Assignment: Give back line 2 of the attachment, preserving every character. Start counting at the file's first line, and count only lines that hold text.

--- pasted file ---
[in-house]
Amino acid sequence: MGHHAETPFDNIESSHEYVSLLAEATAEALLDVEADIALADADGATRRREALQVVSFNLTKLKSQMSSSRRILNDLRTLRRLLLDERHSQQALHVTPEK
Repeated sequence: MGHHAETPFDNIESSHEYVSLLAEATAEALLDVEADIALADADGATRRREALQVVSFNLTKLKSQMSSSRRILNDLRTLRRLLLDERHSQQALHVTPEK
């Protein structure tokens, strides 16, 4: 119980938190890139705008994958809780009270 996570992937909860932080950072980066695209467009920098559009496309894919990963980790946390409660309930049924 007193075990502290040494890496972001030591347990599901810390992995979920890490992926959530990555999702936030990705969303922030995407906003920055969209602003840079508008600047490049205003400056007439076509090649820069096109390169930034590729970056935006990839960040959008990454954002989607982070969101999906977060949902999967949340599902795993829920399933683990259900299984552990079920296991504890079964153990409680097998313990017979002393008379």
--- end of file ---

Amino acid sequence: MGHHAETPFDNIESSHEYVSLLAEATAEALLDVEADIALADADGATRRREALQVVSFNLTKLKSQMSSSRRILNDLRTLRRLLLDERHSQQALHVTPEK